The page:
by Peter Batty, SSP Innovations
Maintaining an accurate and up to date model of a utility’s network assets is an essential foundation for many important aspects of the business, including network reliability, safety and customer service. The system of record used to maintain this data is typically a GIS (Geographic Information System), and the data is usually synced from the GIS to various other major enterprise systems, including Outage Management Systems (OMS) and Advanced Distribution Management Systems (ADMS). Today most utilities have some significant challenges with their GIS data quality. Maintaining the data is a manually intensive, expensive, and complex process. The growth in ADMS capabilities and usage in recent years has been a strong driver for improving GIS data quality, as many advanced applications will not give useful results without extremely accurate network data.
Aspects of Data Quality
There are various aspects of data quality to consider when looking at making improvements. The spatial accuracy of the data is one aspect. Some examples of where this is important include using GPS to find equipment in the field; sharing data with other organizations, for example in locating underground assets for excavation purposes; and overlaying data with either aerial or street level imagery, which is increasingly useful for many purposes. The accuracy of the network connectivity is another aspect – are customers fed from the correct transformer, is the phasing correct, and more. The network connectivity is more important than location for applications like OMS and ADMS. It is more challenging to improve both of these aspects of data quality for underground assets than for overhead assets, since they cannot be directly seen. Technology for scanning underground assets is rapidly improving, but still has a way to go.
Data currency is an aspect of data quality that cuts across all the aspects just mentioned. Currently the as-built update backlog — the time between installing equipment in the field and having a record of it appearing in the company’s GIS — is measured in months at most utilities. In many ways this is the most fundamental problem to fix. Data inaccuracies that are due to historical processes or systems can be improved with a one-time effort, but the network is constantly changing, and fixing the as-built update problem requires significant changes to ongoing business processes.
The root cause of the as-built update backlog is that changes to the network are generally recorded by different people from those who actually made the change to the network. This is because it is too complex and time consuming, in general, for field workers themselves to record all the data that is needed about the changes that they just made to the network. This is the case even with modern and simple to use mobile applications: they typically require some sort of manual sketching of changes to the network, and this approach just makes the process too complicated and time consuming for a typical field worker in many situations.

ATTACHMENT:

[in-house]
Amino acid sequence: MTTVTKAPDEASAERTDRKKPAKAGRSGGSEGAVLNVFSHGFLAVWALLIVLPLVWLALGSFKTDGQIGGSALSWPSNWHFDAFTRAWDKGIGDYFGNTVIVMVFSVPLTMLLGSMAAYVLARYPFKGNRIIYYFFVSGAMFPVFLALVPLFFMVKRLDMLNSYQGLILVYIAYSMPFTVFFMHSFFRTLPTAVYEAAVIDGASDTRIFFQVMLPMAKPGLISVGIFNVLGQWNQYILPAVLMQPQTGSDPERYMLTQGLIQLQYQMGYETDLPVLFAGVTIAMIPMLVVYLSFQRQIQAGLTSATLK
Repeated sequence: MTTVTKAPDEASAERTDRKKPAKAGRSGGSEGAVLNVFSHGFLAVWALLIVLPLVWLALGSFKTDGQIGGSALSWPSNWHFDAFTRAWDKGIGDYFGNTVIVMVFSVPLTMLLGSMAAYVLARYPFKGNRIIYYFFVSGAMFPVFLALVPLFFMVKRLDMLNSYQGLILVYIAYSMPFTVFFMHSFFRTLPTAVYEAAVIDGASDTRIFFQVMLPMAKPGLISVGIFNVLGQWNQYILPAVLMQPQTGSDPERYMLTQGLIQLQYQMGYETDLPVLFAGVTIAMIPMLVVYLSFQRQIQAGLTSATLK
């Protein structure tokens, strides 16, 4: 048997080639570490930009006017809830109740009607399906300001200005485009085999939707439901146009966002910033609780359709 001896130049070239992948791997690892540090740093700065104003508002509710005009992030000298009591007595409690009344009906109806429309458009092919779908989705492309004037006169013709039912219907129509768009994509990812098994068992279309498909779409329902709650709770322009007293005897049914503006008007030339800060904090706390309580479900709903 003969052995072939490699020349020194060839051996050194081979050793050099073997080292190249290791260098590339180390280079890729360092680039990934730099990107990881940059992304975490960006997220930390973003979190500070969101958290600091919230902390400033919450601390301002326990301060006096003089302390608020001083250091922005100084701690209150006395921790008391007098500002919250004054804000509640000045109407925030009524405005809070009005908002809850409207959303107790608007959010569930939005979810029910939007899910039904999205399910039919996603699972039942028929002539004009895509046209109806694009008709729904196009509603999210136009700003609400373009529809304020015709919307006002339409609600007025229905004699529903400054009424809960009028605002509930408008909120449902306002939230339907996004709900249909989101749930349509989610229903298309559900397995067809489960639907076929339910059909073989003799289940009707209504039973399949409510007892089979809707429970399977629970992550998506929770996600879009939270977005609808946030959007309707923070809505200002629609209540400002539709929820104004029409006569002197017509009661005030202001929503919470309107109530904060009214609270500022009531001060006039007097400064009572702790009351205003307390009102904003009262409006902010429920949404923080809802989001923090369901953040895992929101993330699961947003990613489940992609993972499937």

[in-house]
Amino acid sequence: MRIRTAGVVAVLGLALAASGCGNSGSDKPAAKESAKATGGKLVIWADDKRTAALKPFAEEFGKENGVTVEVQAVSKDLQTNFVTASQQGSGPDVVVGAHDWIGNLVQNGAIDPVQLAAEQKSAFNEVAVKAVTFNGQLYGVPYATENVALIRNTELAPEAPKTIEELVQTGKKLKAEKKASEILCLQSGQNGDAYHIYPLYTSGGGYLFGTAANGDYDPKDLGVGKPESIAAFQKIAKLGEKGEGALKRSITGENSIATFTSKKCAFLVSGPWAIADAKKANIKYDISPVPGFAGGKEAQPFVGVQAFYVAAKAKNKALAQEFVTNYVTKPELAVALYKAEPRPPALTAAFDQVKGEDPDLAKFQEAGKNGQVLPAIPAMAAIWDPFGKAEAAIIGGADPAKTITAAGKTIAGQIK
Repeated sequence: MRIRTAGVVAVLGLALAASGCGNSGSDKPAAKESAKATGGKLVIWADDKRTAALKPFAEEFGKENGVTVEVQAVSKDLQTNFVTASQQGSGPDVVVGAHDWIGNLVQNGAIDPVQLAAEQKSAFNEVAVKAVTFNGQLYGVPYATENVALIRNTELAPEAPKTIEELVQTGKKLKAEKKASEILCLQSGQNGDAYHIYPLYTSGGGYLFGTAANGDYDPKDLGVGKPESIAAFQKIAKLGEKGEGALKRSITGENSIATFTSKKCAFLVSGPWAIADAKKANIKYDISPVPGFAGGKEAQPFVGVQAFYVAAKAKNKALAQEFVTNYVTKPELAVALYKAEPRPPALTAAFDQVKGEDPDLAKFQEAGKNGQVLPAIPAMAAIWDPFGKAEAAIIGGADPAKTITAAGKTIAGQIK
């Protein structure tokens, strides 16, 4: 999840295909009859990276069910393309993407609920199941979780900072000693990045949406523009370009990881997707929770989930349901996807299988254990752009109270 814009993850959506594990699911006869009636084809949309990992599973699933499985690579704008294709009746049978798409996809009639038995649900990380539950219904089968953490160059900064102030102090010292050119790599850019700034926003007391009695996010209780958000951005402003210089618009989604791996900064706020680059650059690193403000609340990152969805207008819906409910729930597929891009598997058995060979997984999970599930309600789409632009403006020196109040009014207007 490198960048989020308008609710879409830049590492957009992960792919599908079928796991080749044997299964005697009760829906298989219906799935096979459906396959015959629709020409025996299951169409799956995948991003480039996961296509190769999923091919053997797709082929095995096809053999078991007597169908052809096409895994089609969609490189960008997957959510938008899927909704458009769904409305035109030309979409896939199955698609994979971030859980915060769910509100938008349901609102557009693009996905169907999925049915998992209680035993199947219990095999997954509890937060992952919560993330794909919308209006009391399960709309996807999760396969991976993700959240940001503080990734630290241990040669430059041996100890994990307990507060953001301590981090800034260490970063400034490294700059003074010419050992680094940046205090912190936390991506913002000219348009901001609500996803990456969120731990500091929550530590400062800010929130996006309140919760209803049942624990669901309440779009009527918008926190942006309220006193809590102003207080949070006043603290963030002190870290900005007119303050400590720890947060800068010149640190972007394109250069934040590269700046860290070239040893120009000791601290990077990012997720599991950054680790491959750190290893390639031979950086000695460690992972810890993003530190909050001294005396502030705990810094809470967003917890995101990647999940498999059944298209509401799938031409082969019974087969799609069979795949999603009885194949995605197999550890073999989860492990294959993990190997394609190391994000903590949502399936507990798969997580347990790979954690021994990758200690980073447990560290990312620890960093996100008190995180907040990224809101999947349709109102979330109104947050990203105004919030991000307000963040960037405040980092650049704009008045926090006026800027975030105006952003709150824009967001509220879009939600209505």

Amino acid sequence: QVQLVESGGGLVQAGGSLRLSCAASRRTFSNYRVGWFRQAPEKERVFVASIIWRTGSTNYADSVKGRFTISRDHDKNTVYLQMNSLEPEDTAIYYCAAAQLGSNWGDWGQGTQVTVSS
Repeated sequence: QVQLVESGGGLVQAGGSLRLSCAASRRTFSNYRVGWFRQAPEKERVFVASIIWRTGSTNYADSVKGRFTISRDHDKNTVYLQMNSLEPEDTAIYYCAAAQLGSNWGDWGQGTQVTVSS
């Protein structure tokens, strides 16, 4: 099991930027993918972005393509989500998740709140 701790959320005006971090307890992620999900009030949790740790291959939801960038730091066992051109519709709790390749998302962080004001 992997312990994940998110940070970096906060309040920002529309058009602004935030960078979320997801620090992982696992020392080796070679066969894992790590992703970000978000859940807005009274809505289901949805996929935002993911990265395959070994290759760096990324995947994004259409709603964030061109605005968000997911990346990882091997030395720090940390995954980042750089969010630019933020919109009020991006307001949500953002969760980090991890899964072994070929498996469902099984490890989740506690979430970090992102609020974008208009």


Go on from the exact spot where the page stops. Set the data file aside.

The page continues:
Automated Field Sourcing
In order to address the as-built update problems of utilities, we need to find a way to “crowd source” the data updates from the field workers who make the changes to the network, where and when the work is done – we call this field sourcing. For this to be a viable approach, the data update process needs to be both fast and very simple to use. It needs to use equipment that is inexpensive and readily available – ideally using a smart phone, which almost everyone already carries with them.
There are various new technologies that are now available, which are continuing to advance quickly, that enable relevant data to be captured in a very automated way – and ultimately in a fully automated way. We will discuss some of these technologies and how they can be applied in the remainder of this article.
Self-driving Cars, Computer Vision and Machine Learning
One of the interesting things about the technologies in question is that they are being developed and applied in a wide range of industries, outside the traditional geospatial / GIS industry. One major industry of interest is autonomous driving.
Tesla in particular is doing a lot of relevant work. If you look at tesla.com/autopilot you can see a range of interesting information about the company’s ability to automate various aspects of driving, aiming ultimately towards fully autonomous driving. In the first video on that page, you can see how Tesla’s machine learning based computer vision software is identifying and spatially locating various objects of interest from the car’s camera streams, including stop signs, traffic lights, street edges, other cars, and more. This has strong similarities with capturing asset data for utilities.